It’s that time of the offseason for the ANTI-trade rumor.
We’re in the dog days of August — who was supposed to be traded but hasn’t moved?
The number-one name on this chart is obviously Jack Eichel.
While Eichel is still attempting to force a trade out of Buffalo and get his back surgery, the Buffalo Sabres GM Kevyn Adams is still holding up the show. The last major NHL trade was more than three weeks ago when the Vegas Golden Knights sent Ryan Reaves to the New York Rangers so that Tom Wilson wouldn’t “ragdoll” the Rangers this season.
Full pun intended.
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The NHL trade market has grown cold, even the Eichel chase. Between the exorbitant cost for Eichel, New York Islanders GM Lou Lamoriello’s underhanded tactic of agreeing but not finalizing free agent contracts so he can negotiate harder on the trade front, or the unresolved Evander Kane situation, it’s a logjam.
Will somebody get the kid a Happy Meal?? Eichel’s agents firmly chided the Sabres for the process. Buffalo won’t let Eichel have the specific back procedure he thinks is necessary. And, as National Hockey Now’s Off the Record column was the first to report, Buffalo wants at least four assets in return.
The Eichel grab was one of our best gets this summer.
The Minnesota Wild also kicked tires, but like others, pulled out of the running.
It’s a good old-fashioned stalemate. The Player wants out. The team can’t get enough for the player. The player needs surgery. Boy meets girl. Boy loses girl, country song is made. Eichel may have the Anchor Bar Blues soon.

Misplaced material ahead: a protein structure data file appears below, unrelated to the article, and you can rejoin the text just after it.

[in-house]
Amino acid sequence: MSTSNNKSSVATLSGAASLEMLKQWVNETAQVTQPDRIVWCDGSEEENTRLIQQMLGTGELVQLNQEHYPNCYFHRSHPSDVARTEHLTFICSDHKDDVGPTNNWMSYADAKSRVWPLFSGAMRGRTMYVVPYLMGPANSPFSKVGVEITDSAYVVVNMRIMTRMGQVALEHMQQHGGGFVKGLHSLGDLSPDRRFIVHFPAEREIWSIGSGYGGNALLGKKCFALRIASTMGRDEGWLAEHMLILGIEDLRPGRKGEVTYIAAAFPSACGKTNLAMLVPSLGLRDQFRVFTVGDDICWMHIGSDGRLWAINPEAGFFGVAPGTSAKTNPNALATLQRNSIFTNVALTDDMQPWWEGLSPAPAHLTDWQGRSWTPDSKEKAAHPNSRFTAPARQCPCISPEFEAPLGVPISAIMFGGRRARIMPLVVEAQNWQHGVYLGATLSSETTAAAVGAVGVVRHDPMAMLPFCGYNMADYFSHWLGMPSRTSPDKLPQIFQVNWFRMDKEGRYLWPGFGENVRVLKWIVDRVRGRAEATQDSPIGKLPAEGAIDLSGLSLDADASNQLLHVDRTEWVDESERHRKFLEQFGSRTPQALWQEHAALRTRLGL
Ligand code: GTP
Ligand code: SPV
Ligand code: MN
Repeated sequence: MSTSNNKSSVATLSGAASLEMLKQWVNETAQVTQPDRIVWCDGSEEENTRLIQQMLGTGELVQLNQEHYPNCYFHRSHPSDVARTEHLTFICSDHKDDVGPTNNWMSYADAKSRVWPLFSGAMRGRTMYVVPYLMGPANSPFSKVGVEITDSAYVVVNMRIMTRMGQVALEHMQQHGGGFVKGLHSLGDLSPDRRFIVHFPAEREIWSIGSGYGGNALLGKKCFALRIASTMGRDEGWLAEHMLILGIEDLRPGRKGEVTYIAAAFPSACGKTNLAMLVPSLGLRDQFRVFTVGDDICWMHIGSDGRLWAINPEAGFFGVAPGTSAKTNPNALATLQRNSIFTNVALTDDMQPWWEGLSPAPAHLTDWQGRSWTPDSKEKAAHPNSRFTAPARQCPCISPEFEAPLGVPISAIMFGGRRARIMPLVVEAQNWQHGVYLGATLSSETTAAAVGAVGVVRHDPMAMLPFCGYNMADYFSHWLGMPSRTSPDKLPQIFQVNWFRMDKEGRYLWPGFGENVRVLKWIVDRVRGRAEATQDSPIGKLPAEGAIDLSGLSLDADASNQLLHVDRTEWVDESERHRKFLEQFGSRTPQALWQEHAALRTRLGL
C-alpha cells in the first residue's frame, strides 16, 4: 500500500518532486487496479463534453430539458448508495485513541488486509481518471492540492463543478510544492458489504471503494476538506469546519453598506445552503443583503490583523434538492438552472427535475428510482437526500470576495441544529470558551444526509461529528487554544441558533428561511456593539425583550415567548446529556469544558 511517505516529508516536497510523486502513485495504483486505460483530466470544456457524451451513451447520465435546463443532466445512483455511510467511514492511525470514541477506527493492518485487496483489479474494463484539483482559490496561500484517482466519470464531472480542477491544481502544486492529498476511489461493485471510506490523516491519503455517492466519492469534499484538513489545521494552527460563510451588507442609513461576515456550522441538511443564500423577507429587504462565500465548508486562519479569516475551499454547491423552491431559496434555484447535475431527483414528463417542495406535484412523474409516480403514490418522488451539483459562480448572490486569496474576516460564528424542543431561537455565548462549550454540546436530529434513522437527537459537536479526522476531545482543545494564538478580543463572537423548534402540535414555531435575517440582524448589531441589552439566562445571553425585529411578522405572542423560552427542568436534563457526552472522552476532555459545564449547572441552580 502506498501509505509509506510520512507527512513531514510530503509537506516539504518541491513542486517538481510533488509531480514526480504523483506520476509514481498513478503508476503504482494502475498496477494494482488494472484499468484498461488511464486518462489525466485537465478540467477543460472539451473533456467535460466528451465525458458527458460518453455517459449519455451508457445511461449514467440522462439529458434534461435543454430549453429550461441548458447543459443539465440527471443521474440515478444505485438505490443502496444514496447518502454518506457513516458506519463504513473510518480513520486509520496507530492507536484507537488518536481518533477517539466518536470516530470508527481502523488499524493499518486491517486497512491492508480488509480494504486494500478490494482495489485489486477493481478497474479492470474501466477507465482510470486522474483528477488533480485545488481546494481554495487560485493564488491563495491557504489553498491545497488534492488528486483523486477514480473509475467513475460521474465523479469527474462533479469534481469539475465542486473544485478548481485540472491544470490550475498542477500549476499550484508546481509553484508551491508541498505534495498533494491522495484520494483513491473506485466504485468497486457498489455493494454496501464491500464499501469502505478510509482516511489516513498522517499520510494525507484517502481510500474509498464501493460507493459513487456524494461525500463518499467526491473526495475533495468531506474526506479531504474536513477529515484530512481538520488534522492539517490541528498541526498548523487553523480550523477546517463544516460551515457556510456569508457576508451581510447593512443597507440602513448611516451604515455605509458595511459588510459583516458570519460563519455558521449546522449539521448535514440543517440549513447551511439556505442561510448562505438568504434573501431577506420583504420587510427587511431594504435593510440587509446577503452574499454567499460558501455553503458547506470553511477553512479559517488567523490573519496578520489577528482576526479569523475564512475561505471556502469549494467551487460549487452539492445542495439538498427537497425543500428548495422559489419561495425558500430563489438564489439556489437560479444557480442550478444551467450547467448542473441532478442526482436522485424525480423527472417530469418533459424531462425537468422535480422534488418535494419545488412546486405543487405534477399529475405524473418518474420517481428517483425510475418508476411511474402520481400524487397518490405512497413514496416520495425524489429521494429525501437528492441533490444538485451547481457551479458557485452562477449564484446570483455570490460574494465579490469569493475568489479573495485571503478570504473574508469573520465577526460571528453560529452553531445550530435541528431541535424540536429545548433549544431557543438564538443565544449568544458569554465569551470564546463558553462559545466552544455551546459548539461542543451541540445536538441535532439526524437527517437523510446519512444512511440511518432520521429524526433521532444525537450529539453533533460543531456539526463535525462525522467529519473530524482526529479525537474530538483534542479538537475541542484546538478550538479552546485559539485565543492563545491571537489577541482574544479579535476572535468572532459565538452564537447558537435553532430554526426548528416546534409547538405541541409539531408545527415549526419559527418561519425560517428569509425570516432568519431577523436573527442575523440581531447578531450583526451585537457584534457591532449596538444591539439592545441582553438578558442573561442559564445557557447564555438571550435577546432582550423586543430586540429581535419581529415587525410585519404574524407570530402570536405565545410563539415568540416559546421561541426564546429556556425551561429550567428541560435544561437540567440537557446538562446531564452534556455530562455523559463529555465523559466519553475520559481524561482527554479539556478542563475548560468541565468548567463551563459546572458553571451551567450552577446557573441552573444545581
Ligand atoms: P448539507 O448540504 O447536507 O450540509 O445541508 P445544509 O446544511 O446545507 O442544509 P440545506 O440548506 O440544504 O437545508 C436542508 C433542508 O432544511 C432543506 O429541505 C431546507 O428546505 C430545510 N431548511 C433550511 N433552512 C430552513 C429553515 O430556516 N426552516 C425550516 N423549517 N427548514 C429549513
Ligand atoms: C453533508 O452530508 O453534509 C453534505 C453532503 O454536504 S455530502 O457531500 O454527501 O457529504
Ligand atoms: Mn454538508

Everybody’s so impatient for Eichel to get dealt, a tweet like this from the man himself gets over 2,000 retweets:
— Jack Eichel (@jackeichel) August 19, 2021
Odds Eichel plays for Sabres this season: Still hovering at 5% but might climb to 10% next week.
It’s obvious why the San Jose Sharks haven’t been able to move Evander Kane, despite another 20-goal season, his sixth straight.
He’s currently under investigation by the league for gambling on NHL games.
And yes — I get the irony of Kane’s inclusion in an article sponsored by a sports betting platform.
He’s got four years left on his contract at a $7 million dollar AAV.
Reportedly, a number of his teammates don’t want him back.
He’s got a limited no-trade clause — he can only be moved to three teams of his choice.
San Jose Sharks GM Doug Wilson may not be able to live with Kane and it might actually cost the Sharks to live without him.
Sources have suggested to San Jose Hockey Now that teams would consider taking the 30-year-old winger on, pending the results of the NHL investigation, if San Jose were willing to add incentives.
Obviously, the Sharks are trying to avoid that. Time is running out if they want him out of the room by training camp.
50% odds that Kane remains with the San Jose Sharks.
It was a poorly kept secret the Washington Capitals were getting irritated with Evgeny Kuznetsov’s immaturity. There was the infamous Las Vegas hotel photo with either a lot of Columbian bam-bam, or the boys bought a few dozen powdered sugar donuts but didn’t clean up the mess. There have been lackadaisical play and internal attitude issues, being late for meetings, and two–yes two–suspensions for violating COVID protocol.